Peyton’s Place

6 minute read

Denver has a special place in its heart for old quarterbacks. In the earliest days of the Broncos franchise, the star of the team was a former Notre Dame golden boy, Frank Tripucka, who had been humbled by the NFL and reduced to the wilds of Canadian football before fetching up in the Mile High City. His unlikely 1960 season, in which he joined legends Johnny Unitas and Jack Kemp as the first pros to throw for 3,000 yards in one year, was all Denver had to brag about for many years.

Then, after what seemed like an eon of losing seasons, a journeyman named Craig Morton limped into town to lead the Broncos to their first Super Bowl at the end of a miraculous 1977 season. The great John Elway took the team to five additional title games over his long career with the Broncos–but he did not win the big jeweled ring until he was 37 years old. Elway added another ring the following year.

Which brings us to canny old Peyton Manning, the latest rifleman to find that Denver is a mighty fine place to ride into the sunset. Two years after multiple neck surgeries ended his run in Indianapolis–there were doubts that the future Hall of Famer would ever play again–Manning at 37 has rewritten the NFL record books this year while guiding the Broncos to Super Bowl XLVIII. (That’s 48 to folks born after the fall of Rome.)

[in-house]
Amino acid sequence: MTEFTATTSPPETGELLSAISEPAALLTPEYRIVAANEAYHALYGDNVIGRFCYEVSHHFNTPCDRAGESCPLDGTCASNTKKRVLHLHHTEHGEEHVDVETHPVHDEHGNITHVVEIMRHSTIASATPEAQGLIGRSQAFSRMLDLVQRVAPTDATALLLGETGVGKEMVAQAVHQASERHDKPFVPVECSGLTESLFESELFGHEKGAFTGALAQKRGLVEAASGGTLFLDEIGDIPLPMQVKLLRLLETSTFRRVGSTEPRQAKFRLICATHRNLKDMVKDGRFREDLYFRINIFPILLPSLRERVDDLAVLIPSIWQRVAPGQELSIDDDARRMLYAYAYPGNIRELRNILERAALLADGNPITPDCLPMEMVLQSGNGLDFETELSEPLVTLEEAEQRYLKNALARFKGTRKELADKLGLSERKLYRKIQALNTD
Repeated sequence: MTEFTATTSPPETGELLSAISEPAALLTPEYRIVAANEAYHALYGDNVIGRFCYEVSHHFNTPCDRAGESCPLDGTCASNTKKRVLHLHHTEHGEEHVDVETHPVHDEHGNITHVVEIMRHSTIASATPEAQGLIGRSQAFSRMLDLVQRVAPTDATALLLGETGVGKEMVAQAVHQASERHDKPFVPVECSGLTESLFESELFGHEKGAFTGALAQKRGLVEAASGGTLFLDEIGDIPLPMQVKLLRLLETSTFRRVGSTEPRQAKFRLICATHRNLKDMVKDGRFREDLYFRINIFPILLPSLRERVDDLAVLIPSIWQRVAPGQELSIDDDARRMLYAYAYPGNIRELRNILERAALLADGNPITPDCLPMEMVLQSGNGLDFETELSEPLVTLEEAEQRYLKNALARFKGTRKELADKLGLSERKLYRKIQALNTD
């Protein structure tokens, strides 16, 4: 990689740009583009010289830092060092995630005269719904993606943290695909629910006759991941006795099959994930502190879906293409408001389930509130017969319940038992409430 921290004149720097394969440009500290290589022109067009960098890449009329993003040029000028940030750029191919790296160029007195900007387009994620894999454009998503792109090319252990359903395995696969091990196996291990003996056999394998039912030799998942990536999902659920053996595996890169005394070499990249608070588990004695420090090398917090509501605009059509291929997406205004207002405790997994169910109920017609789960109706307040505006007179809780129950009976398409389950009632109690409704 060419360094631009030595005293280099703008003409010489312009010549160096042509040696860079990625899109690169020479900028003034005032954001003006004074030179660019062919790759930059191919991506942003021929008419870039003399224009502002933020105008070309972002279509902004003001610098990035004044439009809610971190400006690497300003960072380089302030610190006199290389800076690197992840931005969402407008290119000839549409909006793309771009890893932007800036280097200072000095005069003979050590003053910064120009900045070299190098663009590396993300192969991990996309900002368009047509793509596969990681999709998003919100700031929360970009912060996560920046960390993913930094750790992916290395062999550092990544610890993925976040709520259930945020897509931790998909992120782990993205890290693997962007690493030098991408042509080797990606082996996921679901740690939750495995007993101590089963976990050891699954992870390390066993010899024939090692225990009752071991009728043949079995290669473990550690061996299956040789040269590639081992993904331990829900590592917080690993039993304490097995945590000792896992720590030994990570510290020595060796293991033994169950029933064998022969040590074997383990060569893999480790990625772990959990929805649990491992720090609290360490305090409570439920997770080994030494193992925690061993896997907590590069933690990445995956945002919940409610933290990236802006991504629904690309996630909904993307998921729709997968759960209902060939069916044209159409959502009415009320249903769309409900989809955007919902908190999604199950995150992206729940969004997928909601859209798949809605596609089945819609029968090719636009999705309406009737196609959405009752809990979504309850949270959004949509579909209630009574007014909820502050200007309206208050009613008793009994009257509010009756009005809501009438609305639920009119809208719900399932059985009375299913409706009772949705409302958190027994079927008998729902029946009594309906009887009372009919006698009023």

In the process, Manning has enraptured the rapidly growing ranks of the formerly young in places far beyond the valley of the South Platte River. With his thinning hair and sloping shoulders, he is disproving F. Scott Fitzgerald’s claim that America spurns second acts. Indeed, wherever the guile and lore of age fights its valiant, doomed battle against encroaching youth, the Manning banner flies rampantly.

Other, younger quarterbacks boast tighter abs and tighter spirals; they scramble, dodge and pirouette their way onto the highlight reels. Manning–whose one rushing touchdown this year made him look like a man with a bum hip chasing a taxi in wingtips–blew past them. He opened the season with a record-tying seven touchdown passes in game one against the defending Super Bowl champs from Baltimore. He never looked back.

His secret? A platoon of adhesive receivers certainly helped. Denver is the first team in NFL history to claim four players with 10 or more touchdown catches in the same season. Manning’s offensive line, meanwhile, has borne a striking resemblance to the Great Wall of China. Despite his immobility, the old man was sacked only 18 times–once per 36.6 passes, by far the best in the league.

But as he coolly dismantled opposing defenses for 55 regular-season touchdown passes and 5,477 passing yards–bettering the previous records–what stood out most was Manning’s mental mastery. Whatever toll the years have taken from the neck down was more than paid in earnings from the neck up. It’s a cost-benefit analysis that made particular sense to Denver’s executive vice president of football operations, John Elway.